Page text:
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Tracing the Vertical Structure of Protoplanetary Disks with High Spatial Resolution CO Isotopologue Emission

Presentation #319.05 in the session Exoplanet Formation of Planets and Protoplanetary Disks I.

Published onJun 29, 2022
Tracing the Vertical Structure of Protoplanetary Disks with High Spatial Resolution CO Isotopologue Emission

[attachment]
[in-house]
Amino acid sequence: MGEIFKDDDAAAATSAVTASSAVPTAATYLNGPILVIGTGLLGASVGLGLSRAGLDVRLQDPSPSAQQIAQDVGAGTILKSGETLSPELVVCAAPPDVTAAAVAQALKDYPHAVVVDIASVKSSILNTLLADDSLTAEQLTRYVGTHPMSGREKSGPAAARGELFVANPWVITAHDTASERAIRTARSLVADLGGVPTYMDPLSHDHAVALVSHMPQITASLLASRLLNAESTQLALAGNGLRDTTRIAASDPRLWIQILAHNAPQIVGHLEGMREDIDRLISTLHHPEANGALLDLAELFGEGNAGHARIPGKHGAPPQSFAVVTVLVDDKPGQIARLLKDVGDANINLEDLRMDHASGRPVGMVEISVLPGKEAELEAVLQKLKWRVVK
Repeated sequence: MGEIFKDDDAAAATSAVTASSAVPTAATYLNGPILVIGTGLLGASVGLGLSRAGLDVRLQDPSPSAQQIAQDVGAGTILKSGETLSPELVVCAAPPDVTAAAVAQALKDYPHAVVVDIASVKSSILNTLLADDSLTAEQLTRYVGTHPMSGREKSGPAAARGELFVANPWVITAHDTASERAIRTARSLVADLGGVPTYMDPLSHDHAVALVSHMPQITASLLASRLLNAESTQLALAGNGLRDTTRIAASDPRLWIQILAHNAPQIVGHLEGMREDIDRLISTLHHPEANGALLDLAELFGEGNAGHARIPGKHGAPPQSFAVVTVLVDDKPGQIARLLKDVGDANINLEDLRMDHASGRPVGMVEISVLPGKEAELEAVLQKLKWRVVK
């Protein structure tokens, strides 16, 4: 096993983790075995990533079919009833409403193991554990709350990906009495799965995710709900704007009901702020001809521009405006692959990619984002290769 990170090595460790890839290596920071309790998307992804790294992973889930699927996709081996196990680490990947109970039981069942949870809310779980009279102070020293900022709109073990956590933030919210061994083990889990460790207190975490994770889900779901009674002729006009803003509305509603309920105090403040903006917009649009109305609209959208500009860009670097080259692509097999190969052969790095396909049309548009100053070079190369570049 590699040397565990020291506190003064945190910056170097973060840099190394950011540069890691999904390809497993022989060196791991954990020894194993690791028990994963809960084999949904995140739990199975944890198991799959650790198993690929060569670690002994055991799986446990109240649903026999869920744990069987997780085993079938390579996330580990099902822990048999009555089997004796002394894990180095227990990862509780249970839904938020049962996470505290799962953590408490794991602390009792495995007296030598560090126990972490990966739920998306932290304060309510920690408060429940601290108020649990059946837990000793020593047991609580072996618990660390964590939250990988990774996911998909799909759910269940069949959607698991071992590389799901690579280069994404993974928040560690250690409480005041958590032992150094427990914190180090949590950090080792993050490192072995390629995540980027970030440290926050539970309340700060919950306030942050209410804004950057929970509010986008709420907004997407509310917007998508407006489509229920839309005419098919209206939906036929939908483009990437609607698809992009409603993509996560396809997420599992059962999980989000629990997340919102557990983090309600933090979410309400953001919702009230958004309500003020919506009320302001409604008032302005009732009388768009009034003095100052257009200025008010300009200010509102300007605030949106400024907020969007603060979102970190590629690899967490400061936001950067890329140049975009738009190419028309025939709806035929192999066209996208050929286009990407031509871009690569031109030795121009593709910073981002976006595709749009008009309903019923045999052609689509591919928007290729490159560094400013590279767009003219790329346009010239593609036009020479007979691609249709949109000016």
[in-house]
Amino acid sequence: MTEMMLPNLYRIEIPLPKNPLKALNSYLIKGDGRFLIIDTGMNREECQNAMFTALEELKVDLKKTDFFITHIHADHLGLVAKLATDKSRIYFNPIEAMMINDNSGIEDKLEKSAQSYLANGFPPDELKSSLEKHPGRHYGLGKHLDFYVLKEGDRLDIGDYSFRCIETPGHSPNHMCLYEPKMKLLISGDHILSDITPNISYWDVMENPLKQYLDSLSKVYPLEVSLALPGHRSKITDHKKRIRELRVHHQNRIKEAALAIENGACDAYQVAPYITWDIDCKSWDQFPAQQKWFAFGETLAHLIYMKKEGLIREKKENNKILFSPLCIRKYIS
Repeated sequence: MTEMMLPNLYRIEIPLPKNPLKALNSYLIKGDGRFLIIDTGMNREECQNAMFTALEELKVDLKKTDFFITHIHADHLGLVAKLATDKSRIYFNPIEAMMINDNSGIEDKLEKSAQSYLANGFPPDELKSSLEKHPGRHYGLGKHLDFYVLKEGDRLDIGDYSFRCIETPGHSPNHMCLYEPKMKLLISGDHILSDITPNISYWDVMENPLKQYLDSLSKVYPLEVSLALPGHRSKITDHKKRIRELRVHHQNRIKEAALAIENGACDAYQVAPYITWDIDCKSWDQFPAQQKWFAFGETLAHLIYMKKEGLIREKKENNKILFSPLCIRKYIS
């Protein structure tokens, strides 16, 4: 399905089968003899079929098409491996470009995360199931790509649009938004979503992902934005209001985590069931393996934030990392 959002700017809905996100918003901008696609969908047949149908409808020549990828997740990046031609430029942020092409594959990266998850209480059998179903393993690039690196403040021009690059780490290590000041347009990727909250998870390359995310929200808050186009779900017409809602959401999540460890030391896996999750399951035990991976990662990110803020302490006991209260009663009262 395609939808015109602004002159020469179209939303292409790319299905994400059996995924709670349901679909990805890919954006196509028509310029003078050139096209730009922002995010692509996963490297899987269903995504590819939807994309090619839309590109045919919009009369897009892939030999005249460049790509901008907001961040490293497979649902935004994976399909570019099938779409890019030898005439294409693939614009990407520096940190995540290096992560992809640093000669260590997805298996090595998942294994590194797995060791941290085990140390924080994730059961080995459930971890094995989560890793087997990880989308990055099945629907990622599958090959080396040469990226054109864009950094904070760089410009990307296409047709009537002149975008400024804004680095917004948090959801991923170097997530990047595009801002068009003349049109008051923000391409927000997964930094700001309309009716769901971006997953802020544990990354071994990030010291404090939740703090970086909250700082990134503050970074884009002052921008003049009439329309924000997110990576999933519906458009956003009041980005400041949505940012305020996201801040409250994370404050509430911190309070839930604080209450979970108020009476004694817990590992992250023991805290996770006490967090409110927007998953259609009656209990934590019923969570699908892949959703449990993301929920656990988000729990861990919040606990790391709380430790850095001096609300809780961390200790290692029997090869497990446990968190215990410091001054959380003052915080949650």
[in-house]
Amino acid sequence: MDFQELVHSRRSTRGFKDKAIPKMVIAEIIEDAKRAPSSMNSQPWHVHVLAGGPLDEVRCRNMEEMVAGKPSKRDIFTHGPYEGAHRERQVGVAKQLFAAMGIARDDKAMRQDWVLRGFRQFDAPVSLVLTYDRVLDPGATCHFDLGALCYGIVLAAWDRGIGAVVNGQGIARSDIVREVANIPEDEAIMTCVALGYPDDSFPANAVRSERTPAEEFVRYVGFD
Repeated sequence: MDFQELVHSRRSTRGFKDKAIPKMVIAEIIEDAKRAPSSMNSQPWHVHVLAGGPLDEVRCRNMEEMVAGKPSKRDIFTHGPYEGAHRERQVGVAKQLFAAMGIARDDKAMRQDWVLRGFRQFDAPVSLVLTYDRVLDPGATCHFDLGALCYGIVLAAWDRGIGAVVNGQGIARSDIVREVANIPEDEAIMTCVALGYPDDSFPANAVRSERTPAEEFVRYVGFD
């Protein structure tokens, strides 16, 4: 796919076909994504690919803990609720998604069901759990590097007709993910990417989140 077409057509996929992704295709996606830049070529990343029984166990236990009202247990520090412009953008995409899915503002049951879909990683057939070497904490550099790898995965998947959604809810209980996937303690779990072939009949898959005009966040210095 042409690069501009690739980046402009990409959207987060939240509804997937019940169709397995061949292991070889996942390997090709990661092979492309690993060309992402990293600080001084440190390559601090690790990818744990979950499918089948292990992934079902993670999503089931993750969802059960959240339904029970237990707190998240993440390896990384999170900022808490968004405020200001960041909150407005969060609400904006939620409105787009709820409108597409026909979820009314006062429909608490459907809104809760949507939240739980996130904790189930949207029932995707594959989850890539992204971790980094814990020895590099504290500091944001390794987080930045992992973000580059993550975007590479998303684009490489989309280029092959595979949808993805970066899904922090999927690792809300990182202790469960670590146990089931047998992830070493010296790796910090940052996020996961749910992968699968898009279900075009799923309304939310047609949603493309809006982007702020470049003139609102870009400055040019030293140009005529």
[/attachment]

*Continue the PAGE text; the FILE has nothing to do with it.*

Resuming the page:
Protoplanetary disks exhibit a rich chemical structure over their heights with molecular line emission originating from elevated surface layers. A detailed understanding of this vertical structure is required to interpret kinematic signals in CO emission and the effects of embedded protoplanets on the density distribution, temperature, and pressure of gas in disks. Moreover, it is critical to determine how well connected molecular gas abundances derived from line observations are to their abundances in planet-forming midplanes. To this end, the Molecules with ALMA at Planet-forming Scales (MAPS) ALMA Large Program provided a unique opportunity to study the vertical distribution of gas, chemistry, and temperature in the protoplanetary disks around IM Lup, GM Aur, AS 209, HD 163296, and MWC 480. By using the asymmetry of molecular line emission relative to the disk major axis, we infer the emission height above the midplane as a function of radius. Using this method, we measure emitting surfaces for a suite of CO isotopologues. We find that 12CO emission traces the most elevated regions with z/r > 0.3, while emission from the less abundant 13CO and C18O probes deeper into the disk at altitudes of z/r < 0.2. We determine peak brightness temperatures of the optically thick CO isotopologues and use these to trace 2D disk temperature structures. Several CO temperature profiles and emission surfaces show dips in temperature or vertical height, some of which are associated with gaps and rings in line and/or continuum emission. These substructures may be due to local changes in CO column density, gas surface density, or gas temperatures, and detailed models are necessary to better constrain their origins. Overall, we show that emission surfaces in a set of lines with varying optical depths, such as CO isotopologues, provide direct observational constraints on the overall 2D disk structure and establish a powerful new method of probing the vertical distribution of gas in disks.

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